I add the qualifier because 8 Mile does something that none of Presley’s movies did: It plays the race card. Eminem is, of course, white and is thus regarded by many blacks as an inter­loper whose commercial success (like that of Elvis before him) merely proves that America is a racist society. One of the not-so-implicit purposes of 8 Mile is to defuse this criticism by portraying him as a white man who has immersed himself fully and respectfully in black working-class culture. Most of his friends are black, and the film’s climax is an inner-city rap contest in which Eminem contrasts his trailer-trash background with that of the reigning champion, a middle-class black who turns out to have gone to an arty pri­vate high school.

Naturally, the all-black crowd cheers Eminem as one of its own, a denouement that made me laugh out loud, given the fact that Eminem’s real-life audience, as is well known, consists primarily of suburban white teenagers. Their embrace of hip-hop is the latest example of a peculiar cul­tural phenomenon that has been with us ever since the 1920s. A few days before I saw 8 Mile, I happened to read The Land Where the Blues Began, a memoir by Alan Lomax, the white musicologist who spent a half-century touring the Deep South making field recordings of black blues singers. To be sure, Lomax really did love the blues, but there was more to it than that, as he acknowledged in his book:

I strolled along, wrapped in my envelope of Anglo-Saxon shyness and superiority. We had grabbed off everything, I thought, we owned it all—money, land, factories, shiny cars, nice houses—yet these people, confined to their shacks and their slums, really possessed America; they alone, of the pioneers who cleared the land, had learned how to enjoy them­selves in this big, lonesome continent; they were the only full-blown Americans.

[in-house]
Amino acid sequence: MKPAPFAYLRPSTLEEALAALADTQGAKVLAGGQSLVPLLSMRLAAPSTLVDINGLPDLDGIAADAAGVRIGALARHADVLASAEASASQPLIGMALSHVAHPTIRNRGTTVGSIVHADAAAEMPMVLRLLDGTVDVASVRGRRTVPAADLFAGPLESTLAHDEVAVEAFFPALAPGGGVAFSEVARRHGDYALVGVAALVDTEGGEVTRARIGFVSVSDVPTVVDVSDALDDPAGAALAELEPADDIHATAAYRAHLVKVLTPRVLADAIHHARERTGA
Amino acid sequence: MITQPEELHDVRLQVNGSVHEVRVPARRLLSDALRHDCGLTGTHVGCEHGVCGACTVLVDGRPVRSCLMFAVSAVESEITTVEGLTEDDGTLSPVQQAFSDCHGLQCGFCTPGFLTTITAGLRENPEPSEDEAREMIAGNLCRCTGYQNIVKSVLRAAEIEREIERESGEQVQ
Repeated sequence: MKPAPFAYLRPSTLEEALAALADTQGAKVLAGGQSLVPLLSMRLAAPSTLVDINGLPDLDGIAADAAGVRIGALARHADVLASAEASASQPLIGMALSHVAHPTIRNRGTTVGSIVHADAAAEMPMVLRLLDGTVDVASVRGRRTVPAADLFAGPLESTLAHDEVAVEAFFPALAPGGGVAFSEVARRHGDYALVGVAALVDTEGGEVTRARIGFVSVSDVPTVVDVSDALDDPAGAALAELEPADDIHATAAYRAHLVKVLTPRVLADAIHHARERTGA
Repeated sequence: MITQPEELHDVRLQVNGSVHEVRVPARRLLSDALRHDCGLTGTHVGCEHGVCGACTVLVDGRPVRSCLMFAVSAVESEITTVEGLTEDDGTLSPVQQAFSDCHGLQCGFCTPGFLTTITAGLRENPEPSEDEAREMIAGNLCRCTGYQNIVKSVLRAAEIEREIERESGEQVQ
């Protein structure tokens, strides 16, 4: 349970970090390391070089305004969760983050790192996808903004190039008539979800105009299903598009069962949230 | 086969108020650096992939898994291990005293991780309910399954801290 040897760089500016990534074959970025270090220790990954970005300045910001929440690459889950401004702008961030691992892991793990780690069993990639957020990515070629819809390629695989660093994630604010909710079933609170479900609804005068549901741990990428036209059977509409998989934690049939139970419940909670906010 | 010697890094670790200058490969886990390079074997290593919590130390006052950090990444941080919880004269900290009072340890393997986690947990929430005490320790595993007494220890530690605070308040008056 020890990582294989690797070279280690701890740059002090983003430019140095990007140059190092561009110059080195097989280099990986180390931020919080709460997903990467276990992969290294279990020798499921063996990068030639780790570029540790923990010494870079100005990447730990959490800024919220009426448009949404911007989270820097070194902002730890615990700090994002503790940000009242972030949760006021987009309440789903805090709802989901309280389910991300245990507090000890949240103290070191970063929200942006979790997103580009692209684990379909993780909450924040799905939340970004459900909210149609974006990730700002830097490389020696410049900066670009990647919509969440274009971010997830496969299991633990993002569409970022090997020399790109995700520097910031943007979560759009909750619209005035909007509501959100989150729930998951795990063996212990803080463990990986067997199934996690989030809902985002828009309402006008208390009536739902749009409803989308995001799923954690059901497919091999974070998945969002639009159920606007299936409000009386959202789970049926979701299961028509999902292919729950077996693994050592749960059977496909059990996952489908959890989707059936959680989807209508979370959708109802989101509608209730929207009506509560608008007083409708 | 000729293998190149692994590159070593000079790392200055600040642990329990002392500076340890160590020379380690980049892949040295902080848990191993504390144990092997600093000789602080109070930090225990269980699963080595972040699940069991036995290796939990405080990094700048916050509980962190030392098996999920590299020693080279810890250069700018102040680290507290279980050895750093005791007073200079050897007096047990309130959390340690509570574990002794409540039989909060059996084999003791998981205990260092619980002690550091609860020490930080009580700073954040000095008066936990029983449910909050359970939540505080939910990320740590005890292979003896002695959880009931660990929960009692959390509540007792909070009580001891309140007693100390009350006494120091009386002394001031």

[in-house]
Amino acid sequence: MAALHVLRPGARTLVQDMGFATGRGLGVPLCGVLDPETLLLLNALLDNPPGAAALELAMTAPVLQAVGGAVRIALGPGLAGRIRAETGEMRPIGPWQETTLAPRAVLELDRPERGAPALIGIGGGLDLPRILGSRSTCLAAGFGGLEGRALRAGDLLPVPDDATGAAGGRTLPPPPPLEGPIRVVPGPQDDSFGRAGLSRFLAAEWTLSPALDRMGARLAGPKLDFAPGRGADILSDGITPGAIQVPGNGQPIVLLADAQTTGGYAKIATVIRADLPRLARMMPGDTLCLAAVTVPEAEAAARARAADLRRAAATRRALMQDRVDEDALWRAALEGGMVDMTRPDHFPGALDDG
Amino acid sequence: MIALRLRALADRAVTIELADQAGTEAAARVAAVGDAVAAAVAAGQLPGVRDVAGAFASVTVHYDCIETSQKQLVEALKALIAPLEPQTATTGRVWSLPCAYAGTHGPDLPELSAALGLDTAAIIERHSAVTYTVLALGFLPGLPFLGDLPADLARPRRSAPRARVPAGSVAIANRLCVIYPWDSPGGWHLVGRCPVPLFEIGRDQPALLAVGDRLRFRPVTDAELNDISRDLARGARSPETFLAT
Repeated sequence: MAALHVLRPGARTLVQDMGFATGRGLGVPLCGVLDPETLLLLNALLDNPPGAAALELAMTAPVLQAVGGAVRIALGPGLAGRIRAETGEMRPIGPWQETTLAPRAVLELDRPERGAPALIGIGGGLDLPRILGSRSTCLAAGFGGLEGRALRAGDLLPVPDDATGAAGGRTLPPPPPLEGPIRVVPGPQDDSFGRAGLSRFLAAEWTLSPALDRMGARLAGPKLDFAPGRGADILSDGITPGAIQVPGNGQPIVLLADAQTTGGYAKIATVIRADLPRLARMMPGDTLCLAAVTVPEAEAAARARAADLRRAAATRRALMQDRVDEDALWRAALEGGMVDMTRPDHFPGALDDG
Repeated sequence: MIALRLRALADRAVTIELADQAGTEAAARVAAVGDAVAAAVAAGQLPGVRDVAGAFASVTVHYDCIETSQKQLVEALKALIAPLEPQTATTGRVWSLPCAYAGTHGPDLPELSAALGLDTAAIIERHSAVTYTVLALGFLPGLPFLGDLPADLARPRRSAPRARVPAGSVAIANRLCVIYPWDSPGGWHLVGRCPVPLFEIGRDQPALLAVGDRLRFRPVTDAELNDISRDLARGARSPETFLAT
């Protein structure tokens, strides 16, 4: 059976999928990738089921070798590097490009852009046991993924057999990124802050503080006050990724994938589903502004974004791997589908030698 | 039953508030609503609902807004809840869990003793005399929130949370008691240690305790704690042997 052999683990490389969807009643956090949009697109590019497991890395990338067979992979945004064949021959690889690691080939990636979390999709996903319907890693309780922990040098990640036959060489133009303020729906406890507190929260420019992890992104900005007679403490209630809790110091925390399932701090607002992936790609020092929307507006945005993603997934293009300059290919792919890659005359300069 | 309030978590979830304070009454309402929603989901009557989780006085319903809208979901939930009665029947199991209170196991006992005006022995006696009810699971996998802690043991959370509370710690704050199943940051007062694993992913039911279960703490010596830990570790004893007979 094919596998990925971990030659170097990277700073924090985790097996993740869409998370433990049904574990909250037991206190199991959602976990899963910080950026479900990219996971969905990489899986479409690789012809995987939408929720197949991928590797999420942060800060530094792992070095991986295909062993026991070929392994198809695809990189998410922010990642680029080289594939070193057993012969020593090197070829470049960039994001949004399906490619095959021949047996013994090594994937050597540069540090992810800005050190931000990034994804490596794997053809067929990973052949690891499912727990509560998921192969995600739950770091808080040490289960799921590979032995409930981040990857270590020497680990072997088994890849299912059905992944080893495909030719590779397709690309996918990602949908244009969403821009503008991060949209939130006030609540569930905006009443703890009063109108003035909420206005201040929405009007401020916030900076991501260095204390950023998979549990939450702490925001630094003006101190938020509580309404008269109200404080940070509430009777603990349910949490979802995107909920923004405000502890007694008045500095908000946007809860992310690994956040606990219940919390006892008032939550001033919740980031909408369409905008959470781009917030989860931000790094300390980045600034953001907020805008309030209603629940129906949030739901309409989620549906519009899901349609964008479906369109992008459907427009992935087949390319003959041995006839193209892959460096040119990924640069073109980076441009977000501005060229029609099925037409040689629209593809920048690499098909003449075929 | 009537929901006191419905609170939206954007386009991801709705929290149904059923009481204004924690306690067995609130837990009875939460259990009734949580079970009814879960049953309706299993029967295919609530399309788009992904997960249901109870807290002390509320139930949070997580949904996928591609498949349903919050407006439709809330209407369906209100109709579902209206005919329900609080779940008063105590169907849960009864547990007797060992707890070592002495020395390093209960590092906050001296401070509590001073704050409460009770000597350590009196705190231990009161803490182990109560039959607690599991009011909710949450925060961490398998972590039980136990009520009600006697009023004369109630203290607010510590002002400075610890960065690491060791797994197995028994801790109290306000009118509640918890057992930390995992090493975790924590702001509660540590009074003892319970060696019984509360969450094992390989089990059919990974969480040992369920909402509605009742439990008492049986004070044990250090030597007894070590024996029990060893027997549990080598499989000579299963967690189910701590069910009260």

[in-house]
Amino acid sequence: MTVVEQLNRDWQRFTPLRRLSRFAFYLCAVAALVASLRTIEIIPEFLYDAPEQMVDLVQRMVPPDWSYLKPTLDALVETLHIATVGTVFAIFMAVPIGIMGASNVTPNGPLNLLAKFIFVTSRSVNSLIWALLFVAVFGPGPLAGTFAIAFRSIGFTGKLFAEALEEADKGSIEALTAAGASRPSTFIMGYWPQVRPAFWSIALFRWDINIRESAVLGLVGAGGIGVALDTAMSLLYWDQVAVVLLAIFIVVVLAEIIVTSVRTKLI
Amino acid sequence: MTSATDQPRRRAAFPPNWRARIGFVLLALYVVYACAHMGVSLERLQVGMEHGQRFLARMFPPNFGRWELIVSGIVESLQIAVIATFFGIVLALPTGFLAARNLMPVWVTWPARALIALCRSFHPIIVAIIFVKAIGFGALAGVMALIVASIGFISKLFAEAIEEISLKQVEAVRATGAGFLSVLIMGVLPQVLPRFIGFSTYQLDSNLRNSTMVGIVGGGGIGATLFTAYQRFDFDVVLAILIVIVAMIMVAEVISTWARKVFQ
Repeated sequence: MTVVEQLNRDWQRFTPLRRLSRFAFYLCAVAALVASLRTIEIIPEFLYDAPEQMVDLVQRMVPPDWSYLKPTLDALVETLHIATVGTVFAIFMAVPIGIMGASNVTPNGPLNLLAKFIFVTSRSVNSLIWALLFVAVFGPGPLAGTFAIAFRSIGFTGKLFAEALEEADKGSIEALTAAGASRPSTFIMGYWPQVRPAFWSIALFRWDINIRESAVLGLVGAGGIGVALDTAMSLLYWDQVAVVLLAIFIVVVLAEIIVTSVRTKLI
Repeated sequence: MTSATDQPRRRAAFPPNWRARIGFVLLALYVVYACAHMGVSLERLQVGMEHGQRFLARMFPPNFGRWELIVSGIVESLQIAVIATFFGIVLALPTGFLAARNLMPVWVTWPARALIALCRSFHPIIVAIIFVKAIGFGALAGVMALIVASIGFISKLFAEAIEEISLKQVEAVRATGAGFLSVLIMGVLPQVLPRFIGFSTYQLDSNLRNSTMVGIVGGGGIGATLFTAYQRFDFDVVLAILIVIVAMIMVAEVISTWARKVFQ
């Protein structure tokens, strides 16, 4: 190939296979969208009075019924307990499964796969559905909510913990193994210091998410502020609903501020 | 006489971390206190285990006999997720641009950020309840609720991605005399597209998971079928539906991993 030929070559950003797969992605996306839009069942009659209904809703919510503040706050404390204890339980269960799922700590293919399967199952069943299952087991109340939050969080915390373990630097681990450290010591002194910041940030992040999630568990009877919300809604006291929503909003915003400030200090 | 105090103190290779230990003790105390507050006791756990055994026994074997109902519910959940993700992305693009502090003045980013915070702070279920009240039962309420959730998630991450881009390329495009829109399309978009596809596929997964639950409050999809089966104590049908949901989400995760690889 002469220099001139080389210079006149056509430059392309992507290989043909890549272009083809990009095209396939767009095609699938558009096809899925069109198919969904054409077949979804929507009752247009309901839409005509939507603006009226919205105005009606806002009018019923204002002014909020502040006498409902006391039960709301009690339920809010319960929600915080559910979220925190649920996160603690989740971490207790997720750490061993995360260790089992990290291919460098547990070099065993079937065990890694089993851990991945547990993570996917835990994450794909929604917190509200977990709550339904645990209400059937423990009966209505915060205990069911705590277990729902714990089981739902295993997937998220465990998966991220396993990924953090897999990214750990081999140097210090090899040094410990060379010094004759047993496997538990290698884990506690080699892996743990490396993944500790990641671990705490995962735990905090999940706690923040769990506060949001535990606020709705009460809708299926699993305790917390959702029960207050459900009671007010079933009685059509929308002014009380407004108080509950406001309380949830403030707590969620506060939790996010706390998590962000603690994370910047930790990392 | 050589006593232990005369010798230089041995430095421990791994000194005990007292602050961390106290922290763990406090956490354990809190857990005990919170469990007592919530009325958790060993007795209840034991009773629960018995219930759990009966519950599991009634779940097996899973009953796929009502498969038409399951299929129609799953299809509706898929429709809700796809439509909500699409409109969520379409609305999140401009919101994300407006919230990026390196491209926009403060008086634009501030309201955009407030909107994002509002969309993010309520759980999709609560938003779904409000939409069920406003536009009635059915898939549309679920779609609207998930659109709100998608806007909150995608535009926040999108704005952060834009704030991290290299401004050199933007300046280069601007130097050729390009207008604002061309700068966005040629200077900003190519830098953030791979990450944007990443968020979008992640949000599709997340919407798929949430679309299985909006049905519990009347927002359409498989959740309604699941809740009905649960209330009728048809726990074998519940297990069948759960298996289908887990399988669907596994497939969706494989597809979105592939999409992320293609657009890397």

Rarely has white liberal middle-class guilt been summed up so neatly. One doubts it occurred for a moment to Lomax (who was, not surprisingly, a Communist fellow traveler) that his self-flagellating praise of working-class black life was at bottom every bit as condescending as the happy-darkies stereotypes he held in such deserved contempt. To be sure, Eminem, unlike Lomax, has bonafide working-class roots—he’s something like what he claims to be but one may similarly take leave to doubt that very many of the people who are lining up to see 8 Mile, much less those who have gushed about it in print, have ever been within ten miles of a trailer park, much less lived in one.

Art need not be real to be emotion­ally convincing, and if you want to see a very good movie that’s as unreal as 8 Mile, take a look at Sandra Nettelbeck’s Mostly Martha. It’s a small-scale romantic comedy from Germany about an obsessive-compulsive chef (Martina Gedeck, who is exquisitely good) and the uninhibited Italian sous-chef (Ser­gio Castellito) who invades her orderly kitchen and shakes up her too-careful life. Talk about ethnic clichés! But the off-the-rack plot is played out with such unforced sweetness and charm that you come away feeling as though you’d just read a really good book—or eaten a really good dinner.

Needless to say, both movies are fantasies, but Mostly Martha was made by and for disillusioned but hopeful adults, whereas 8 Mile is pitched at naive teenagers who are merely playing at cynicism. That it has received such fawning praise says something worthy of note about the sort of people who review movies today.

Terry Teachout


Terry Teachout is the drama critic of The Wall Street Journal, culture critic of Commentary, and the author of books on Louis Armstrong, H.L. Mencken, and George Banchine.